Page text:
What happens in the atmosphere to create severe weather and storms?

To form severe weather storms, the atmosphere needs the right mixture of moisture, rising air, and a movement mechanism.

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Severe weather can come in all forms. It can be tornadoes, hurricanes, flooding, hail, etc. I believe that this question is asking for the answer to focus on typical thunderstorms which are a type of severe weather.

Thunderstorms develop as a result of air instability, moisture in the atmosphere, and a mechanism that "pushes" the air into further instability. These atmospheric conditions seem simple enough; however, their presence has to be in the right amounts, and that is why thunderstorms typically occur in the same parts of the country.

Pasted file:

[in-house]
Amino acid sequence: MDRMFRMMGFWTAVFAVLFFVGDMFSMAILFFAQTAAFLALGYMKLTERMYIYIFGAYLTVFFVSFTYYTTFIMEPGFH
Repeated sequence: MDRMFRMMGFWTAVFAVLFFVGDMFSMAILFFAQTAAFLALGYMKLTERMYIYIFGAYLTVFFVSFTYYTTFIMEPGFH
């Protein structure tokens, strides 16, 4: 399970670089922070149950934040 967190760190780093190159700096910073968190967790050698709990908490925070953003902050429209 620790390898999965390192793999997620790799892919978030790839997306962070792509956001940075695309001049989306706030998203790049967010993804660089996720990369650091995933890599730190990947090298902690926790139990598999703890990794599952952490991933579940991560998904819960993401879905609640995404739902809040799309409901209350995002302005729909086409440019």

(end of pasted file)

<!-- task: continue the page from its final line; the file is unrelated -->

While severe weather thunderstorms can occur year-round, they typically occur in the afternoon and evenings of spring and summer months. This is because warm, rising air is a key ingredient for the formation of thunderstorms. Spring and summer months have extended daylight hours, and that helps to warm the air itself and the ground. Warm air spreads apart, becomes less dense, and rises. Hills or mountains can help with the rising action. As the air rises, it cools. The evening air helps with the cooling as well, and the warm rising air along with the cooling happening as it rises, gives the air instability. Moisture in the air adds to the instability because the rising air that cools will condense and form clouds full of water vapor and ice crystals which in turn bump into each other to create the static charges necessary for lightning. The final element is the "nudge" required to keep all of this instability in motion, and that final nudge usually comes in the form of a front moving in. The developed storm acts as a boundary/front of its own, and it may "bump" into other regions and help propagate additional storms.

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